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Legislative Assembly for the ACT: 2007 Week 04 Hansard (Tuesday, 1 May 2007) . . Page.. 727 ..

have ordered the suppression of capital works reports. As my spokesperson indicated in that particular report that the Leader of the Opposition refers to, it is indeed the case, I am advised, and I think members are aware, that the provision of public capital works reports is not a legislative requirement.

It is a fact that the government has not tabled a quarterly capital works report in the Assembly since September 2005. It is interesting, of course, that it has taken the Liberal Party 18 months to notice, but I guess that is consistent with the attention to detail that is a feature of the opposition in this place. The practice of tabling capital works reports was discontinued at that time. But that does not mean that the fact that a particular quarterly report that was previously tabled is not tabled. That discontinuance does not, of course, mean that the provision of information in relation to capital works has ceased at all. It is just that that particular avenue—namely, a quarterly capital works report, which was one of the avenues that one might have pursued to seek advice or information on capital works—is no longer available; but, of course, there are other avenues available to members.

The quarterly capital works report format was, as I have said, considered, I think, early in that particular financial year that I referred to, from which the discontinuance emanated as part of a review of budget related requirements. The reports were certainly not user friendly. They were largely comprised of very complex spreadsheets that listed individual projects and funds spent against a particular project as at a certain date. The reports were determined and—I think it was always thus—were essentially structured and formed to inform internal government or agency use. Public information available in regard to capital works programs can, however, still be found in the government’s budget papers, including information regarding estimated outcomes. Actual outcomes, of course, are reported in agencies’ annual reports and tendering, and contractual information can be found in the government’s procurement website base at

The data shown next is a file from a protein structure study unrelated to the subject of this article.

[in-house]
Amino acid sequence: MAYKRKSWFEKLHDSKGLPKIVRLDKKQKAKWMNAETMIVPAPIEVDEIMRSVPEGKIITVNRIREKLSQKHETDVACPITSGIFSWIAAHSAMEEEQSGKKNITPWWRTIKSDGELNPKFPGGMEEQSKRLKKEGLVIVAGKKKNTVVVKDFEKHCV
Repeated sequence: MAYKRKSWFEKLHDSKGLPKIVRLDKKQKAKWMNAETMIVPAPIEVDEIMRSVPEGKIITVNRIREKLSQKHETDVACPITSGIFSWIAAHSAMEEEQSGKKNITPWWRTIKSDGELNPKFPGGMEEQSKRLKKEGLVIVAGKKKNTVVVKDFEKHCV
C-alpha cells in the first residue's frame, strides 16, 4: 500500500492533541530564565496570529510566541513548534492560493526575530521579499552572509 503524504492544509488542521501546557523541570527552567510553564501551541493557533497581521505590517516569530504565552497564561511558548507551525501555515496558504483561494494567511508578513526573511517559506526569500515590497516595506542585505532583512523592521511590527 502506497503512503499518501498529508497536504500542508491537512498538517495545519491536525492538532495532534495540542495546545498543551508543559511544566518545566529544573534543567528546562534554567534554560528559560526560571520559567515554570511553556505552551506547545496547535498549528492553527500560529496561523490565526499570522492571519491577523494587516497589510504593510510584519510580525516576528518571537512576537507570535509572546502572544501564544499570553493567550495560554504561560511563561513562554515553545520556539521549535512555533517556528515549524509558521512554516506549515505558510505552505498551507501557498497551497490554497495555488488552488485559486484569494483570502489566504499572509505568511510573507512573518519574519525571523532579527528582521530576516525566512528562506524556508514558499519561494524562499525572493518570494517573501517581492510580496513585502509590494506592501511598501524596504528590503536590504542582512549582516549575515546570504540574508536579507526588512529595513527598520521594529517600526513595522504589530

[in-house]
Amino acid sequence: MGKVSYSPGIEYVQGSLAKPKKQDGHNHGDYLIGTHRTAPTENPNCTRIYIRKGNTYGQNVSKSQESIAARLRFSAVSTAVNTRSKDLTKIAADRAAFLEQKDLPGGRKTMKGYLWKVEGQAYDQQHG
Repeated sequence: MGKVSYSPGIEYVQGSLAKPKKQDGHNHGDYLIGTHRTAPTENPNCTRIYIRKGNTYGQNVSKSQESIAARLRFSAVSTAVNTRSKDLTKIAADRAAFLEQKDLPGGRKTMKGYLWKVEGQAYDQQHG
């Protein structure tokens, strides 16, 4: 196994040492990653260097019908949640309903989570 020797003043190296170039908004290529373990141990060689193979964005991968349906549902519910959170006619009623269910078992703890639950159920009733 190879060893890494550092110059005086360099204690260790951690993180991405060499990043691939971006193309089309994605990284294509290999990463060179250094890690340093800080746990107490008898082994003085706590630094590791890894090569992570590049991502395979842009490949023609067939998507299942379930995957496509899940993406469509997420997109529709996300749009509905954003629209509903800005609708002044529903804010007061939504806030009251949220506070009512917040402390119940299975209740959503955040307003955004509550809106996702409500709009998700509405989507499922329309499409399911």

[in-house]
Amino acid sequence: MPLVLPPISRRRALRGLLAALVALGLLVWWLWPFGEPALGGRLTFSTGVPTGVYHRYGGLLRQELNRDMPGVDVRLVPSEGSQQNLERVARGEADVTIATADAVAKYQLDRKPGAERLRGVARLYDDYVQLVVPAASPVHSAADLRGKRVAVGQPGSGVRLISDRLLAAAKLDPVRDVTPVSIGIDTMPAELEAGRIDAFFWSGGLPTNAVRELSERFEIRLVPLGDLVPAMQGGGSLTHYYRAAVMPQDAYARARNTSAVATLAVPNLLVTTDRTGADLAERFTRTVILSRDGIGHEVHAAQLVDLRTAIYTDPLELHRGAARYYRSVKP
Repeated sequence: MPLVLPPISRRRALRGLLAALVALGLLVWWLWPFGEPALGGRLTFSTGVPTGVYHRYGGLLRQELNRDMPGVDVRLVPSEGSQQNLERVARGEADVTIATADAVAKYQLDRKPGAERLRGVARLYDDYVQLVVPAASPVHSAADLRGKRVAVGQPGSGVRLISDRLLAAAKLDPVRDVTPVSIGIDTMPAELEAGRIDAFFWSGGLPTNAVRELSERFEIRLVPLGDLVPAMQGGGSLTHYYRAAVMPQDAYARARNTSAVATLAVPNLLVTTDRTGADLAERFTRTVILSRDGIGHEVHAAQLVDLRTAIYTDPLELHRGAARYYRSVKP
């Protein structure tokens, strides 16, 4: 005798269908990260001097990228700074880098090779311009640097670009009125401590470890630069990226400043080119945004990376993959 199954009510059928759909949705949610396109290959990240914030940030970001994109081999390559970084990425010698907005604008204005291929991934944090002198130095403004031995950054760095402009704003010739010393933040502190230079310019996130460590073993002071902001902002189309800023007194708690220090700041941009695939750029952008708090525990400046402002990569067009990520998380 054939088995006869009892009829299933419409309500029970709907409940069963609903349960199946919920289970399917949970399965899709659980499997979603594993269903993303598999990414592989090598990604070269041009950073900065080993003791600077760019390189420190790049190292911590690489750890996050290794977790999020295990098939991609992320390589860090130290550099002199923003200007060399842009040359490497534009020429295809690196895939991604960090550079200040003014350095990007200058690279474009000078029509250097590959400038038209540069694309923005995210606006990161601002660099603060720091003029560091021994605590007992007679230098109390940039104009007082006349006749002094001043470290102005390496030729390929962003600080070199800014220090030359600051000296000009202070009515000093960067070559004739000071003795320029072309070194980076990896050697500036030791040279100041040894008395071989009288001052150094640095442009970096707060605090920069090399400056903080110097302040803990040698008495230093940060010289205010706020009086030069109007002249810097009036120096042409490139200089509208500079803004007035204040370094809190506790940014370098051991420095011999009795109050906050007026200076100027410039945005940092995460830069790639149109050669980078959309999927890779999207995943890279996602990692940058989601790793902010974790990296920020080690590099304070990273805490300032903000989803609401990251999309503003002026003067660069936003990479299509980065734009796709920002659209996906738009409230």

The public are also, of course, provided quite regularly with information with regard to high-interest or high-profile projects by agencies through a number of forums, including through project updates, which are included on departmental websites, and through media releases. The government continues to collect information and develop the quarterly capital works reports as an internal management tool and the reports are now used to advise government in a more informed manner.

As I said, five quarters passed before the opposition actually noticed or bothered to raise a question in relation to the fact that quarterly reports were not being published. It took the opposition a year and a half to realise that this particular format was not available and for very good reasons. Quarterly reports are on file, and if there is a specific need or reason for them to be released then of course they could be released.

MR STEFANIAK: Mr Speaker, I have a supplementary question. Treasurer, why are you allowing bureaucrats under your control to adopt a policy contradicting your commitment to the public to be open and accountable?

MR STANHOPE: As I said, there are a number of avenues available—particularly to members in this place and to the public—to identify and assess capital works projects and progress in relation to expenditure on capital works projects. There are significant

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